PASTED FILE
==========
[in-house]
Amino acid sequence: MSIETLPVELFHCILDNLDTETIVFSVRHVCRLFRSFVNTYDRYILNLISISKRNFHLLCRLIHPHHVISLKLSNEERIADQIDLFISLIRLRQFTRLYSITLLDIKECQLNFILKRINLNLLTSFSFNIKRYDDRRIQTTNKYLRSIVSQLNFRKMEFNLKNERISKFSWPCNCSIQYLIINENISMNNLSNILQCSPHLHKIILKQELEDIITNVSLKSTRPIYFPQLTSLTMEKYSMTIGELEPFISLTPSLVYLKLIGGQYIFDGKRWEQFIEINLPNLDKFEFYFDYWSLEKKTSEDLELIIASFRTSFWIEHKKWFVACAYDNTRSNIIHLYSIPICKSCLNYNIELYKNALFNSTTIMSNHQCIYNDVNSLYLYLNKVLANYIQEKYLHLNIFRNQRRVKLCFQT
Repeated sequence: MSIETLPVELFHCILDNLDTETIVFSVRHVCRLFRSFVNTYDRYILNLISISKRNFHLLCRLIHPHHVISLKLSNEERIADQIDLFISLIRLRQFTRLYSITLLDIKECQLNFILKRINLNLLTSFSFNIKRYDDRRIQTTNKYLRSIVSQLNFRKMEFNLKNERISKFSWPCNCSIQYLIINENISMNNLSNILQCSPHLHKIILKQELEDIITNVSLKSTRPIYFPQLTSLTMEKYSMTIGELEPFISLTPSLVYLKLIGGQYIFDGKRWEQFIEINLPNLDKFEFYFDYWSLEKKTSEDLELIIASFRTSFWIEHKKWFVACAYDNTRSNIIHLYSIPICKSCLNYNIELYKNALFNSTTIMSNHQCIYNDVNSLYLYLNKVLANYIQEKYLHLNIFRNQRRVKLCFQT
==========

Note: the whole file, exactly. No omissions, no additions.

[in-house]
Amino acid sequence: MSIETLPVELFHCILDNLDTETIVFSVRHVCRLFRSFVNTYDRYILNLISISKRNFHLLCRLIHPHHVISLKLSNEERIADQIDLFISLIRLRQFTRLYSITLLDIKECQLNFILKRINLNLLTSFSFNIKRYDDRRIQTTNKYLRSIVSQLNFRKMEFNLKNERISKFSWPCNCSIQYLIINENISMNNLSNILQCSPHLHKIILKQELEDIITNVSLKSTRPIYFPQLTSLTMEKYSMTIGELEPFISLTPSLVYLKLIGGQYIFDGKRWEQFIEINLPNLDKFEFYFDYWSLEKKTSEDLELIIASFRTSFWIEHKKWFVACAYDNTRSNIIHLYSIPICKSCLNYNIELYKNALFNSTTIMSNHQCIYNDVNSLYLYLNKVLANYIQEKYLHLNIFRNQRRVKLCFQT
Repeated sequence: MSIETLPVELFHCILDNLDTETIVFSVRHVCRLFRSFVNTYDRYILNLISISKRNFHLLCRLIHPHHVISLKLSNEERIADQIDLFISLIRLRQFTRLYSITLLDIKECQLNFILKRINLNLLTSFSFNIKRYDDRRIQTTNKYLRSIVSQLNFRKMEFNLKNERISKFSWPCNCSIQYLIINENISMNNLSNILQCSPHLHKIILKQELEDIITNVSLKSTRPIYFPQLTSLTMEKYSMTIGELEPFISLTPSLVYLKLIGGQYIFDGKRWEQFIEINLPNLDKFEFYFDYWSLEKKTSEDLELIIASFRTSFWIEHKKWFVACAYDNTRSNIIHLYSIPICKSCLNYNIELYKNALFNSTTIMSNHQCIYNDVNSLYLYLNKVLANYIQEKYLHLNIFRNQRRVKLCFQT